“It’s not without effort from them,” she says. “They’re not just receiving devices, they’re also contributing and we’ve learnt a lot from them. The students are also contributing through impact research being run by Toi Āria: Design for Good across the pilot to help us understand the impact of having access to devices for these students both good and bad. That helps us learn and build on the programme, improving it for future students.”
You could argue that the need for regular device upgrades even if those devices still work is a major cause of resource depletion and environmental degradation. But McIndoe says this is a way to harness the corporate upgrade culture and create a complete lifecycle scheme that actually works.
“As it’s built it’s morphed and become a larger piece and the next thing is how we can make it part of our business, so that when a customer signs up to [One NZ] or Quadrent, it’s automatic.”
Quadrent has now launched a plan called Greenlease Plus, where its clients can pay slightly more to ensure that 20% of their old laptop fleet will be refurbished and put into circulation at schools that sit low on the Equity Index, the upgraded version of the old decile system that launched in January. Quadrent’s Gary Nalder says its clients see it as a positive ESG initiative and they are able to reference it in their climate related disclosures, although he says there’s been more interest in the scheme due to its social impact than its environmental benefits.
And while the rangatahi love their new/old lappies, he believes employees are also more careful with their devices if they know they are going to someone else when they’re done with them.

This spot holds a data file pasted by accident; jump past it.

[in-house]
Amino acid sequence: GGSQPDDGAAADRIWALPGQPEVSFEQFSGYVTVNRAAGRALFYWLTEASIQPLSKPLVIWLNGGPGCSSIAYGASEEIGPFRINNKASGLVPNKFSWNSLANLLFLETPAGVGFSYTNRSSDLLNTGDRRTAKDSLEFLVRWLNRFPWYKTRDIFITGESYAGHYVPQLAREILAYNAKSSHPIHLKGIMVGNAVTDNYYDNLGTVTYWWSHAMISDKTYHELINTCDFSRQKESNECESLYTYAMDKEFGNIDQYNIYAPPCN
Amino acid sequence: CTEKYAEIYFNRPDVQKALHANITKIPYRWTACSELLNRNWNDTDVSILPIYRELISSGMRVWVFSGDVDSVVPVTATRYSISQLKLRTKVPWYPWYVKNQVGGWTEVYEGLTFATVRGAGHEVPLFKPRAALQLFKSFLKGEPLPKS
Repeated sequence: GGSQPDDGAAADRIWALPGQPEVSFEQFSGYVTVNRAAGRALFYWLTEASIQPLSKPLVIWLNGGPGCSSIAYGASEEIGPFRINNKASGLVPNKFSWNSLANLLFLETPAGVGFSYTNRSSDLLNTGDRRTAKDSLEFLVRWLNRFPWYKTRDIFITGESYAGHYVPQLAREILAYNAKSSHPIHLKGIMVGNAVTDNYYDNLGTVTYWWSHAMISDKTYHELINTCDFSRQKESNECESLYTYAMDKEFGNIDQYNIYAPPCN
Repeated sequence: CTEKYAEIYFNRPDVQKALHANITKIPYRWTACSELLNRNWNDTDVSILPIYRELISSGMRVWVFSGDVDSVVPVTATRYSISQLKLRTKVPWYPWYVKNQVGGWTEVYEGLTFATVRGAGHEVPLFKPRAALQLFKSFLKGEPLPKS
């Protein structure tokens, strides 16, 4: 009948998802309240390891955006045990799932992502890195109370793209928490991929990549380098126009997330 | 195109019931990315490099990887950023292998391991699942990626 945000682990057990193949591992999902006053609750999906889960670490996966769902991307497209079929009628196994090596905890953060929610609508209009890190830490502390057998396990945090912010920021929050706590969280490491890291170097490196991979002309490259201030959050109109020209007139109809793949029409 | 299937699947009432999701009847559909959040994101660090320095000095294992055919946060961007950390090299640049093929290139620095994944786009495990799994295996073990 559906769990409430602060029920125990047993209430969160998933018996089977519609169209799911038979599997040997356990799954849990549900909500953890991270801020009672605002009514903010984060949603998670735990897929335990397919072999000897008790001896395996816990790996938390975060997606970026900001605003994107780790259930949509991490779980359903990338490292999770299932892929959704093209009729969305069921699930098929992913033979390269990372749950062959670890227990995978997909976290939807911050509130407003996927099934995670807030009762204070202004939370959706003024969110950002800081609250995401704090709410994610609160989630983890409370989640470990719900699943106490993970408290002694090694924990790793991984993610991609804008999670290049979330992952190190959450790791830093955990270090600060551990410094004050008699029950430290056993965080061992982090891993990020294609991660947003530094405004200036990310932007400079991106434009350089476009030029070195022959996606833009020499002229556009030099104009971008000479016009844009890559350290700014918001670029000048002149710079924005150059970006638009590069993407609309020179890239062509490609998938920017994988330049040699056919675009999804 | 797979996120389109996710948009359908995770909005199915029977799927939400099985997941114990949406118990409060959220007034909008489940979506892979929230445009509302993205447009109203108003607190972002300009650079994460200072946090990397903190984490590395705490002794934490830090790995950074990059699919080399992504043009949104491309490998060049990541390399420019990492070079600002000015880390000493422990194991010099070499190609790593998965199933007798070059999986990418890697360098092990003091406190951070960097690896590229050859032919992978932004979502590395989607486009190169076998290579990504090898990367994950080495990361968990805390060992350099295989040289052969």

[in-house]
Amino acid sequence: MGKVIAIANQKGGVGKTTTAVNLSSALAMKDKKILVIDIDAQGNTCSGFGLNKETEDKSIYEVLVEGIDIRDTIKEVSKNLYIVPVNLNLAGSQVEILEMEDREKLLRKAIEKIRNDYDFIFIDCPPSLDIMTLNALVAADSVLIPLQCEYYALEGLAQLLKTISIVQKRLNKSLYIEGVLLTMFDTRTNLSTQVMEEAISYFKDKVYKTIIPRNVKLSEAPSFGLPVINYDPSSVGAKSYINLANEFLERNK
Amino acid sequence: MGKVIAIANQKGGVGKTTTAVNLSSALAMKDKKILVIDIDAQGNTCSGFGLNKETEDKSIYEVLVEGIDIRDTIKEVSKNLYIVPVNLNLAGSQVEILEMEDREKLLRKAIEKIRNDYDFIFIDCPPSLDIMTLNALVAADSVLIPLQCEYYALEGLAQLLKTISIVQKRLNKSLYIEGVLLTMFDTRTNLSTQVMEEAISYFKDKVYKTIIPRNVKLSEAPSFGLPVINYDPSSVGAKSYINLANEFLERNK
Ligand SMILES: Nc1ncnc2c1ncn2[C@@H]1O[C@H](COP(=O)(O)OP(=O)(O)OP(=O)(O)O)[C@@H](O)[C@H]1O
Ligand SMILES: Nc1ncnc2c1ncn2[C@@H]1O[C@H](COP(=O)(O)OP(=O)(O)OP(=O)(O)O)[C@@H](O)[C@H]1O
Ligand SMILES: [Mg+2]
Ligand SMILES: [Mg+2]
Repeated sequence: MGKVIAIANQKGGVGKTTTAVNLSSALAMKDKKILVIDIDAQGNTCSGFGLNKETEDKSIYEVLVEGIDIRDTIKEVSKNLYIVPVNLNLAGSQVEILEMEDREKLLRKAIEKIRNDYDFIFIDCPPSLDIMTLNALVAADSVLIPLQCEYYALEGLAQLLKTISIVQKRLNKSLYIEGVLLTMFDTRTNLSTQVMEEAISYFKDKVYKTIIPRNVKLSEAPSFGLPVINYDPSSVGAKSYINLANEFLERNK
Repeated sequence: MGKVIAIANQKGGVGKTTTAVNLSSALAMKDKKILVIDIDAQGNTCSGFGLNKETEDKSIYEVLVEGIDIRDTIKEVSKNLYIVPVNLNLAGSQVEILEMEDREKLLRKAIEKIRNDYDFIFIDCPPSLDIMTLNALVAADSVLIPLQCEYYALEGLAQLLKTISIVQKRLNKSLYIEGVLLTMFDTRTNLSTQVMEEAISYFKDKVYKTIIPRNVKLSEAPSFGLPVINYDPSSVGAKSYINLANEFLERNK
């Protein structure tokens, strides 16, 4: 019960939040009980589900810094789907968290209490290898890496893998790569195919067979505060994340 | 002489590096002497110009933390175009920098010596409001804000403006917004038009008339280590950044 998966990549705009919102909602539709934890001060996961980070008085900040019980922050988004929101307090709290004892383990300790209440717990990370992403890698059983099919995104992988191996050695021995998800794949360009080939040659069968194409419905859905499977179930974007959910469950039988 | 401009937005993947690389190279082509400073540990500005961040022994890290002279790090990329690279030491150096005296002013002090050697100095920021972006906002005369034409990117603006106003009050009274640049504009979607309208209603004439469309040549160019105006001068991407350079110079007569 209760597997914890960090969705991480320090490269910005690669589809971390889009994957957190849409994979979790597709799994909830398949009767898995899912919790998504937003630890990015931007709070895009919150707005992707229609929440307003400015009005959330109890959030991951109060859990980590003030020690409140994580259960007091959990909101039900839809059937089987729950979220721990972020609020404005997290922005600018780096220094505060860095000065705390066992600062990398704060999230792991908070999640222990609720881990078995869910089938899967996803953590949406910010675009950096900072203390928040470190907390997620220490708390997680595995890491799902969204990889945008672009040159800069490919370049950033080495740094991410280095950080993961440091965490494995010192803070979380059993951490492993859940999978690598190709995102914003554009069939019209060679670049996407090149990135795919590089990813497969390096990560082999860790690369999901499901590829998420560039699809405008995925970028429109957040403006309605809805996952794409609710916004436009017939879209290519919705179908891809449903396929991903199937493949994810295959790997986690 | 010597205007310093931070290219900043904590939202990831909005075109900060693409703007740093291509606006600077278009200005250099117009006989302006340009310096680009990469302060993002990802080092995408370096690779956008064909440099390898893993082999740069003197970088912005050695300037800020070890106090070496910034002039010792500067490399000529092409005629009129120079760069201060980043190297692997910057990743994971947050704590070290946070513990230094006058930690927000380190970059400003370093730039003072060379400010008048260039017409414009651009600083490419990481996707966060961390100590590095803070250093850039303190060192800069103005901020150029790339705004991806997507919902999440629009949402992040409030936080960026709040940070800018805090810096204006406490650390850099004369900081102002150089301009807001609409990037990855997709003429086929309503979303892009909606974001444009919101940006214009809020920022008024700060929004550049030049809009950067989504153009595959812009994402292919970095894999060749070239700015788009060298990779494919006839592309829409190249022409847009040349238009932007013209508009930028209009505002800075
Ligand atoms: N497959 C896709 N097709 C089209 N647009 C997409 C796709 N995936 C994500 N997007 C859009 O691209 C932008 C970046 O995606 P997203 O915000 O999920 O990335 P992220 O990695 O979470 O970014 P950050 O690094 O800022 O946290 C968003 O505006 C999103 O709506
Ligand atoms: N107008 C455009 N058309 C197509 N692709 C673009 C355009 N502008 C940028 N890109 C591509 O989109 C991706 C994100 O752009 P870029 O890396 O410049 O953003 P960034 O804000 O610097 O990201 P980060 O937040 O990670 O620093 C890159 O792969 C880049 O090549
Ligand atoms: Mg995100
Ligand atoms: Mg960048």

Following the success of the pilot project, which is continuing at both schools this year, McIndoe is confident the model is scalable and a number of big customers have committed recently. The more customers that commit, the more laptops will go into the pool and the more schools the programme can be rolled out to.
Kirwan says it’s a great example of the power that businesses have beyond their everyday focus to make an impact by “lending and leveraging the resources they have to support better social and environmental outcomes”.
“All of the customers who choose to forgo some of the value of their laptop fleets to donate them are making sure those assets have a longer life and are supporting young people. It’s much more circular, and they’re also using them for local good, rather than sending them offshore to be sold on.”
So is it possible to get every student in the country from a low Equity Index school a laptop of their own? Based on One NZ’s current corporate customers and a whole-of-government device refresh where 20% of the laptops would be refurbished, McIndoe says it could be achieved in just three years.
He doesn’t think there is a skills shortage, as many in the tech sector keep saying. He believes there is just a lack of opportunity for certain groups. Give kids at the lower end of the privilege spectrum the right tools and they are likely to develop the kinds of skills employers need, he says, just as he did when he was given a computer.
“If I can help one child in New Zealand to have a similar story to me, that would be great. But with the number of laptops we are giving out, I suspect there will be a lot more.”